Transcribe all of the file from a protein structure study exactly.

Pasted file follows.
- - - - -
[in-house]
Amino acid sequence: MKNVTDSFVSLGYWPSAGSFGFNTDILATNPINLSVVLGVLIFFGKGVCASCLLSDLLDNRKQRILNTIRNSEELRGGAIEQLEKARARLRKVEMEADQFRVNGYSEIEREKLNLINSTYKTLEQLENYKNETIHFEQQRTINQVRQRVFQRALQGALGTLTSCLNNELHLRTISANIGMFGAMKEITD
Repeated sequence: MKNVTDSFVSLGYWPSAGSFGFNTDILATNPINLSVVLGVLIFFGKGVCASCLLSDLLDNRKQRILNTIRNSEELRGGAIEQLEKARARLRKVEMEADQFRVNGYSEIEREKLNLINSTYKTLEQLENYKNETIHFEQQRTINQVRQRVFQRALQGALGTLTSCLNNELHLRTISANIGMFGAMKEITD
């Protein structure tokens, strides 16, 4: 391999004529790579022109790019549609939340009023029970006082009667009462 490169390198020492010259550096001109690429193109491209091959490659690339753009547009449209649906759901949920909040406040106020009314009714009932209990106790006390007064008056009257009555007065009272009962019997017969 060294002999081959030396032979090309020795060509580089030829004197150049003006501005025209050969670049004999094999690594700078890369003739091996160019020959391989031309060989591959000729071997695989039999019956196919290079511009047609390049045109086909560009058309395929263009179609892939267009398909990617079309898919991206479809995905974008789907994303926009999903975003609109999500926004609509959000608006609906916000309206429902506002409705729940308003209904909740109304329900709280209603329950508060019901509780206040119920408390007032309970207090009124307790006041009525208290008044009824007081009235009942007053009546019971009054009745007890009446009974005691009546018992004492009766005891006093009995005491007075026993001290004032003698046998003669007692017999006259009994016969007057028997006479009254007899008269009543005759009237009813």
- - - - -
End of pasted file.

[in-house]
Amino acid sequence: MKNVTDSFVSLGYWPSAGSFGFNTDILATNPINLSVVLGVLIFFGKGVCASCLLSDLLDNRKQRILNTIRNSEELRGGAIEQLEKARARLRKVEMEADQFRVNGYSEIEREKLNLINSTYKTLEQLENYKNETIHFEQQRTINQVRQRVFQRALQGALGTLTSCLNNELHLRTISANIGMFGAMKEITD
Repeated sequence: MKNVTDSFVSLGYWPSAGSFGFNTDILATNPINLSVVLGVLIFFGKGVCASCLLSDLLDNRKQRILNTIRNSEELRGGAIEQLEKARARLRKVEMEADQFRVNGYSEIEREKLNLINSTYKTLEQLENYKNETIHFEQQRTINQVRQRVFQRALQGALGTLTSCLNNELHLRTISANIGMFGAMKEITD
């Protein structure tokens, strides 16, 4: 391999004529790579022109790019549609939340009023029970006082009667009462 490169390198020492010259550096001109690429193109491209091959490659690339753009547009449209649906759901949920909040406040106020009314009714009932209990106790006390007064008056009257009555007065009272009962019997017969 060294002999081959030396032979090309020795060509580089030829004197150049003006501005025209050969670049004999094999690594700078890369003739091996160019020959391989031309060989591959000729071997695989039999019956196919290079511009047609390049045109086909560009058309395929263009179609892939267009398909990617079309898919991206479809995905974008789907994303926009999903975003609109999500926004609509959000608006609906916000309206429902506002409705729940308003209904909740109304329900709280209603329950508060019901509780206040119920408390007032309970207090009124307790006041009525208290008044009824007081009235009942007053009546019971009054009745007890009446009974005691009546018992004492009766005891006093009995005491007075026993001290004032003698046998003669007692017999006259009994016969007057028997006479009254007899008269009543005759009237009813």